To answer this question with a firm "yes" or "no" would be to demonstrate disinterest.
Should the University make any political statements? Should the endowment be used to make a political statement? Should students care about where or how Columbia distributes its funds externally, and should they have a say in those decisions?
As students at Columbia, we are regularly confronted with political expressions. We belong to an educational institution that houses a host of students who are willing and eager to promote their ideas. We undertake courses of study that require us to lend an ear to the great thinkers of our past, and that encourage us to form and voice informed opinions of our own.
We’re a loud and proud bunch here, and our political inclinations have a remarkable tendency to become vocalized or put into action (à la 1968).
But while making political statements and lending support to political causes is the norm within Columbia’s micro-communities, the question of whether the University as a whole should express itself politically is more complex. We are constantly reminded to make our individual voices heard when it comes to particular issues. But what of Columbia’s collective voice?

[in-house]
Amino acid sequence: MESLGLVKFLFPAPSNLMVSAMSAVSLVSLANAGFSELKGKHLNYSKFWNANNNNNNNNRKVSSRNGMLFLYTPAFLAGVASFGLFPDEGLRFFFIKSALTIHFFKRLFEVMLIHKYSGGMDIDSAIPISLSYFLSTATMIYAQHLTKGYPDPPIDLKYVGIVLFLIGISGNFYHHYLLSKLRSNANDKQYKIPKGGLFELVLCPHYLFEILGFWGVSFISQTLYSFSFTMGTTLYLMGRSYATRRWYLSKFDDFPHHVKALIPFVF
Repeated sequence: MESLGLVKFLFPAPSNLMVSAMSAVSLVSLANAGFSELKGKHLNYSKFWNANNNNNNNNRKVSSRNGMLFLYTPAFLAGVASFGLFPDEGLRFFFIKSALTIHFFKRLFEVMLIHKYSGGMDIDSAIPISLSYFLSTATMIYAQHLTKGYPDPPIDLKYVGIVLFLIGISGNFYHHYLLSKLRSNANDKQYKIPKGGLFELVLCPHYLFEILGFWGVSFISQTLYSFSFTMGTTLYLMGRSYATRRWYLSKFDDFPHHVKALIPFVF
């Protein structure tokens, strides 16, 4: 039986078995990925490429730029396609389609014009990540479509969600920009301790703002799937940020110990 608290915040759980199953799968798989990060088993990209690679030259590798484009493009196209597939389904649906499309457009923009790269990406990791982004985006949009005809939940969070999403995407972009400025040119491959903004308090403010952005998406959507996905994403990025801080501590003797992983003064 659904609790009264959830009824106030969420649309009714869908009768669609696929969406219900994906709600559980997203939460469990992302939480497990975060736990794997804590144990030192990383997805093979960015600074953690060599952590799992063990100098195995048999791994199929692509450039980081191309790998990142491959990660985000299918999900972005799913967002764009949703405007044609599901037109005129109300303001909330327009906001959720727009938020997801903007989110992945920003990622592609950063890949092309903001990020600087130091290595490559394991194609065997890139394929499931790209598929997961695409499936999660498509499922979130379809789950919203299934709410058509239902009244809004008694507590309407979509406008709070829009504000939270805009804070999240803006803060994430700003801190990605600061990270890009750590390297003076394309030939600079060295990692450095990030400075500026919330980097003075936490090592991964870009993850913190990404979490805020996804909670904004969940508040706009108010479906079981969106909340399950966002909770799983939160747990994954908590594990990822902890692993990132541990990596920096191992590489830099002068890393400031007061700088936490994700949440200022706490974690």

Universities are complex institutions that are composed of myriad opinions. Finding one collective voice on any political issue is certainly no easy task. Moreover, should the endowment—the fund our educations are dependent upon—be used to express political statements?
As students, are Columbia's investments—and thus, political stances—even germane to us? If so, what kind of say can we even have?
We invite you to consider the issues here.
This is the real question we need to ask ourselves: When Columbia takes a position, how does it enact that position in the world?
By sabotaging the operation of capital at the university, we risk diminishing the value of our own personhood.
Institutions can and should be pressured by their members to live up to their own principles.